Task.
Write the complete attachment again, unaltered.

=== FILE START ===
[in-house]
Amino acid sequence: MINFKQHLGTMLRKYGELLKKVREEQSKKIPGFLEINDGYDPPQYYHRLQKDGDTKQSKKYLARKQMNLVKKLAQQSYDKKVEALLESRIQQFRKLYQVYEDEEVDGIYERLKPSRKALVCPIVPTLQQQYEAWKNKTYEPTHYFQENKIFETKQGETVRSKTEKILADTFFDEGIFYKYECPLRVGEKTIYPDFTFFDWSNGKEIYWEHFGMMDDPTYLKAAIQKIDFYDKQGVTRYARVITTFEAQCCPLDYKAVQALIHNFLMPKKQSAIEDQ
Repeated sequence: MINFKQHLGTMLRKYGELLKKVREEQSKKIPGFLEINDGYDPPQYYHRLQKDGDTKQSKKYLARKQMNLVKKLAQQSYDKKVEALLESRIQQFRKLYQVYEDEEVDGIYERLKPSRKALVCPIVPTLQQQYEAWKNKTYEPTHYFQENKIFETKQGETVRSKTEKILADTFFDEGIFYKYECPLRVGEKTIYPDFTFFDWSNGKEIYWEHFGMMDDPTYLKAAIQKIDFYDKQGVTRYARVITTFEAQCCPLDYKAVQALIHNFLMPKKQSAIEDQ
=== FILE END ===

[in-house]
Amino acid sequence: MINFKQHLGTMLRKYGELLKKVREEQSKKIPGFLEINDGYDPPQYYHRLQKDGDTKQSKKYLARKQMNLVKKLAQQSYDKKVEALLESRIQQFRKLYQVYEDEEVDGIYERLKPSRKALVCPIVPTLQQQYEAWKNKTYEPTHYFQENKIFETKQGETVRSKTEKILADTFFDEGIFYKYECPLRVGEKTIYPDFTFFDWSNGKEIYWEHFGMMDDPTYLKAAIQKIDFYDKQGVTRYARVITTFEAQCCPLDYKAVQALIHNFLMPKKQSAIEDQ
Repeated sequence: MINFKQHLGTMLRKYGELLKKVREEQSKKIPGFLEINDGYDPPQYYHRLQKDGDTKQSKKYLARKQMNLVKKLAQQSYDKKVEALLESRIQQFRKLYQVYEDEEVDGIYERLKPSRKALVCPIVPTLQQQYEAWKNKTYEPTHYFQENKIFETKQGETVRSKTEKILADTFFDEGIFYKYECPLRVGEKTIYPDFTFFDWSNGKEIYWEHFGMMDDPTYLKAAIQKIDFYDKQGVTRYARVITTFEAQCCPLDYKAVQALIHNFLMPKKQSAIEDQ